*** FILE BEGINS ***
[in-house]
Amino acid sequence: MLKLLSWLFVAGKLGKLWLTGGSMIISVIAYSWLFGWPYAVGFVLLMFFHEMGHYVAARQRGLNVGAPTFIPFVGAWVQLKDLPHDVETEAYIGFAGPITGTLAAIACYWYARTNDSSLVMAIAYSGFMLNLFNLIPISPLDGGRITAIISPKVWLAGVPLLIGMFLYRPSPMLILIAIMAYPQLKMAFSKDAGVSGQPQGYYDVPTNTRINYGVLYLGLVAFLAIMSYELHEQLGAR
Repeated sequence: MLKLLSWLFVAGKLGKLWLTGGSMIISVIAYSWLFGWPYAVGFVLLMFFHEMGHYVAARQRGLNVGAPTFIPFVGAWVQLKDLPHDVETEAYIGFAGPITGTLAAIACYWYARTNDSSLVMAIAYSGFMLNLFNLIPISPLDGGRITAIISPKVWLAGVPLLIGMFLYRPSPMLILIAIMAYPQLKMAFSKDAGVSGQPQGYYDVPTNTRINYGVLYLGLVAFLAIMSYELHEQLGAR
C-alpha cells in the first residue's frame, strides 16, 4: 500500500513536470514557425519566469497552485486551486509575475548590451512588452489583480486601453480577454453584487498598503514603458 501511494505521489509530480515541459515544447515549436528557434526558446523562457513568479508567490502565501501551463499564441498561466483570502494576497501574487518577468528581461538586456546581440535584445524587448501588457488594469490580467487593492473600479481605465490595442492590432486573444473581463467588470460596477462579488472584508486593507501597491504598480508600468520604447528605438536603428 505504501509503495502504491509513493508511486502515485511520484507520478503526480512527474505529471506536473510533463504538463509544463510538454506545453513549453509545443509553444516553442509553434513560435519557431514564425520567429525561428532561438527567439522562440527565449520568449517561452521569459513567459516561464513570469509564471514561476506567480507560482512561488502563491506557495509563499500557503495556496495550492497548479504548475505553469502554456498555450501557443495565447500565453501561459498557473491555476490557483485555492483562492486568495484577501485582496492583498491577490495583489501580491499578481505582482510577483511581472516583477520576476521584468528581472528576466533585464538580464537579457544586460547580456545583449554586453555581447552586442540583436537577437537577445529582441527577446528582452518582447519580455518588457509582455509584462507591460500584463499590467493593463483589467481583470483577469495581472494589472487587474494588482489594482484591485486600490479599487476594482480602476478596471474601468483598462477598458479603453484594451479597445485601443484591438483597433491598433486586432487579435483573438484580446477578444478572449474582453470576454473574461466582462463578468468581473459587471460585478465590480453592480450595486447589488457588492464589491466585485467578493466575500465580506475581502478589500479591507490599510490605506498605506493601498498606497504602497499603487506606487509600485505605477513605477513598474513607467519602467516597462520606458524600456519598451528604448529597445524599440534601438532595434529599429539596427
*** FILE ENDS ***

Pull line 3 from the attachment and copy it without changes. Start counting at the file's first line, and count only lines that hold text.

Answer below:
Repeated sequence: MLKLLSWLFVAGKLGKLWLTGGSMIISVIAYSWLFGWPYAVGFVLLMFFHEMGHYVAARQRGLNVGAPTFIPFVGAWVQLKDLPHDVETEAYIGFAGPITGTLAAIACYWYARTNDSSLVMAIAYSGFMLNLFNLIPISPLDGGRITAIISPKVWLAGVPLLIGMFLYRPSPMLILIAIMAYPQLKMAFSKDAGVSGQPQGYYDVPTNTRINYGVLYLGLVAFLAIMSYELHEQLGAR